There's a persistent myth, still going around the internet,that we did not really go to the moon and that the Apollomoon landing was actually staged on a movie set. When aheckler taunted astronaut Buzz Aldrin about this, hepunched him in the nose. Understandable, given that Aldrinactually walked on the moon, and risked his life to do so. Now the European Space Agency has launched a spacecraft that is photographing the old Apollo landing sites, that will finally put an end to this conspiracy theory.
Leonard David writes in the NASA website space.com that theESA's SMART-1 probe, which arrived in lunar orbit lastNovember, has already captured images of the Apollo 11, 16and 17 landing sites, as well as the former Soviet Union'sLuna 16 and 20 robot landing sites. The mission is sosuccessful that it's been extended by a year, until August2006.
NASA sent six expeditions to the moon between 1969 and 1972, before the US space program became militarized duringRonald Reagan's presidency. Eventually, moon exploration wasreplaced by the space shuttle, although no shuttles havebeen launched since the Columbia explosion in 2003. We havesince discovered that there is an incredibly valuable fuelcalledHelium-3present in moon dust, which could provideall the Earth's energy needs for the foreseeable future, ifwe could only figure out how to transport it back to Earth.It's easy to mine once you're there, you just shovel it upfrom the surface. This could be the reason the ESA has senta craft to orbit the moon.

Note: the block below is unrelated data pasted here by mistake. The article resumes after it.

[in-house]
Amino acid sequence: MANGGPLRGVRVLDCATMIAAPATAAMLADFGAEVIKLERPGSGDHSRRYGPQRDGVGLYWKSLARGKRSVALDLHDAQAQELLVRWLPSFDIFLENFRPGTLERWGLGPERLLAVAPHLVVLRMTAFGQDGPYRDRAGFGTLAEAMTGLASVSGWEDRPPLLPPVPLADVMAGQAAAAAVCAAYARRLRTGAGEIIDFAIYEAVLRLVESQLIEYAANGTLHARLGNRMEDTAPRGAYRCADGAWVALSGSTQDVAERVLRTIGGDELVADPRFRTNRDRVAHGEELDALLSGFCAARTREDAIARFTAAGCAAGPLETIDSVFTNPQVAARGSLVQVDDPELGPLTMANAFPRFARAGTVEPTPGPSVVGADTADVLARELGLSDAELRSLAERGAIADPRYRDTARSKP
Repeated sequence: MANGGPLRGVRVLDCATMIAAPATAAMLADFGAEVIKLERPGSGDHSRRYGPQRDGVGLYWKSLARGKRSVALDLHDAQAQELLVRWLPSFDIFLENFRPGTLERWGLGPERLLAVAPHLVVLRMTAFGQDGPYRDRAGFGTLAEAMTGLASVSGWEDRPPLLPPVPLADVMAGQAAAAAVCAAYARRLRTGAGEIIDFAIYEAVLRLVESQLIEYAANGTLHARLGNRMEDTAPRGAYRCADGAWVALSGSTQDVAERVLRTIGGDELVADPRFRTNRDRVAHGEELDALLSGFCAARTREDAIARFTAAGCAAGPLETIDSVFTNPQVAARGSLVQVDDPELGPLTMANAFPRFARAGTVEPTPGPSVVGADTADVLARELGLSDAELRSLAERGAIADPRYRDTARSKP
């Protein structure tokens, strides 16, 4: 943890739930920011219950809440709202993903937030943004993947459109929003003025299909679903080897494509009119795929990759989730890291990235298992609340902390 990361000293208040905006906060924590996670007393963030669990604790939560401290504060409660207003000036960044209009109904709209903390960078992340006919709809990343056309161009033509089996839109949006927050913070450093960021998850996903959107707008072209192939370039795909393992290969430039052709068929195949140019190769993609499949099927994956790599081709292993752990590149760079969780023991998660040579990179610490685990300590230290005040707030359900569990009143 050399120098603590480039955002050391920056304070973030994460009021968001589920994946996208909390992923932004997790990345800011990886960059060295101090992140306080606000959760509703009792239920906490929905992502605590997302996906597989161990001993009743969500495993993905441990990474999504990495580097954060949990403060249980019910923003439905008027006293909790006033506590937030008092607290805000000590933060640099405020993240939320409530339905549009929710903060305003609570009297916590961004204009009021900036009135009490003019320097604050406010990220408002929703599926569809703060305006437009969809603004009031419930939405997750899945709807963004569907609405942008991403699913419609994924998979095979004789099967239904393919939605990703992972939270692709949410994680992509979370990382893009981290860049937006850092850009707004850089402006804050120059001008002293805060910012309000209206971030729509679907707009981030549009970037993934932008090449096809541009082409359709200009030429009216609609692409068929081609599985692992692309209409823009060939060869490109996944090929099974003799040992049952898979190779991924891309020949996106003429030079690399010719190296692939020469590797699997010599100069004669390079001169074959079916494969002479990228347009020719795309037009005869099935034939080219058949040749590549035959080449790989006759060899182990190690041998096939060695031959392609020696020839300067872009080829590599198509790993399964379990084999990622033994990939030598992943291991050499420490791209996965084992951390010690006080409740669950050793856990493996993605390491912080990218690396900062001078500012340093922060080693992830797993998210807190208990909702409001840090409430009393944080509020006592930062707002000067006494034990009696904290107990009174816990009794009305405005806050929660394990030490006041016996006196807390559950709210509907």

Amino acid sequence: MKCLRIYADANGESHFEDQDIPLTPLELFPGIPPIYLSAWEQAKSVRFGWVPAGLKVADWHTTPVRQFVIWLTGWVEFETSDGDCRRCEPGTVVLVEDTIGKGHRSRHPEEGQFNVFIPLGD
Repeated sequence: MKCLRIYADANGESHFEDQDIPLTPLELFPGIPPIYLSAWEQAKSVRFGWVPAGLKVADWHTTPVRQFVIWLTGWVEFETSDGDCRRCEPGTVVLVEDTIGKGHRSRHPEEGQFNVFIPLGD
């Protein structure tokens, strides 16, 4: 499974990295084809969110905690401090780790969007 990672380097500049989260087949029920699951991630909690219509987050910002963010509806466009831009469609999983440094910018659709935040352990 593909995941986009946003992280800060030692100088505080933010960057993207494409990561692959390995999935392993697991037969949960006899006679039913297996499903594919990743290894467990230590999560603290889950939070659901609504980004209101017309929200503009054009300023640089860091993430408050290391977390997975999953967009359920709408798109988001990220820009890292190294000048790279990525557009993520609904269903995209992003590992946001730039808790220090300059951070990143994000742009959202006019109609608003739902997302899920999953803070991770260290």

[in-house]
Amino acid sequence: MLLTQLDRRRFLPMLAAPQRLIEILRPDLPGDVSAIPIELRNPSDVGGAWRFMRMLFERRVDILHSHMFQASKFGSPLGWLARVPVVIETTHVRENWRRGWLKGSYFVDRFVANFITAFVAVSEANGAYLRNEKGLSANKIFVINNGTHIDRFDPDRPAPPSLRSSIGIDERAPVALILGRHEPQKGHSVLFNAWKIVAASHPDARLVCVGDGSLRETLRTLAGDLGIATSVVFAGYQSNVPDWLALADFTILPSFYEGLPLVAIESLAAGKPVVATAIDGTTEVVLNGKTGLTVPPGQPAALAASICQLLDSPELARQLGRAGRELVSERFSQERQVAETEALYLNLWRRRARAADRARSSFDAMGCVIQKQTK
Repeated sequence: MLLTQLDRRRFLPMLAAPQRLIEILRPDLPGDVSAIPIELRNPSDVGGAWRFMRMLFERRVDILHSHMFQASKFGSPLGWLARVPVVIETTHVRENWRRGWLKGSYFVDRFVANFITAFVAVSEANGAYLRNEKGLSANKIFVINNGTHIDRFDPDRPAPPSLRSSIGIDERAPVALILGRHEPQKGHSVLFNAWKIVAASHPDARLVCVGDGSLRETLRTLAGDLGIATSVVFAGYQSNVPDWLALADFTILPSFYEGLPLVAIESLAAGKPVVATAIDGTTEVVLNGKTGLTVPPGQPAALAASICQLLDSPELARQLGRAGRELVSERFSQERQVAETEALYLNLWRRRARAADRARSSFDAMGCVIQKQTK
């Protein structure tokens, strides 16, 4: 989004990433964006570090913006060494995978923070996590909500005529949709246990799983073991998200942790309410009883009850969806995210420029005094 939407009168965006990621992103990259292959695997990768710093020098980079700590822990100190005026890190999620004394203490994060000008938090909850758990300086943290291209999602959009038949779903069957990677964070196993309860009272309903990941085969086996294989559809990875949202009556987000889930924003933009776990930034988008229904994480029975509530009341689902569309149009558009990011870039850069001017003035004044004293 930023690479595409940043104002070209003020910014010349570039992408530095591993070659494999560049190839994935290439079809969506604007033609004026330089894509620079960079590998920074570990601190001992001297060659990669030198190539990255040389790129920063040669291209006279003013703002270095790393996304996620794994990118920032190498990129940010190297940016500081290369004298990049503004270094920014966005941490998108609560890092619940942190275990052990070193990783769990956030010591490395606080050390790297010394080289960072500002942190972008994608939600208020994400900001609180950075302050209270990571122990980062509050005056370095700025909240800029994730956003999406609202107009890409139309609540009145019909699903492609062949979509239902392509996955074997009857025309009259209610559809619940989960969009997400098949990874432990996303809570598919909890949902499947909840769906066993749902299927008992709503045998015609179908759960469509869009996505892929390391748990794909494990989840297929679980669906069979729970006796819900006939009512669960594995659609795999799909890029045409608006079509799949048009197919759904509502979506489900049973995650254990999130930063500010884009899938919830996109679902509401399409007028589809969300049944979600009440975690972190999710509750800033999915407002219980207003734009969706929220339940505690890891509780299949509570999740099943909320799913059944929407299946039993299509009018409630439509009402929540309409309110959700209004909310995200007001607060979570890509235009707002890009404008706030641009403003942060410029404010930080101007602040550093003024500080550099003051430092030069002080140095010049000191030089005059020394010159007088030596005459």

Will we be able to see theAmerican flagthat Apollo astronauts planted on the moon and are theirfootprints still there? ESA Chief scientist Bernard Foingsays it may be difficult for SMART-1 to see individualartifacts such asthese, but it has recently been sent closer to the moon'ssurface. The space probe's controllers, here on Earth, canspot the moon landing sites by looking for areas where theApollo rocket blasts stirred up the moon's surface.
Why can't we send the Hubble spacecraft, which is stillavailable, to photograph the surface of the moon? Hubble didphotograph the moon, in 1999, but Hubble images are notprecise enough to send back the kind of detail that ESAscientists are looking for.
Mining Helium-3 from the moon would mean sending astronautsthere again, to set up a base, but if they stayed any lengthof time, they would need access to water. SMART-1 will lookfor infrared signatures that indicate water ice (rather thanfrozen carbon monoxide or CO2). Other flybys have sent backevidence that water may be frozen on the moon in polarcraters that are permanently in shadow.
Read the amazing story about how the discovery of a cross inFrance led to a hidden cross in Peru that reveals asecretvital to mankind.
NOTE: This news story, previously published on our old site, will have any links removed.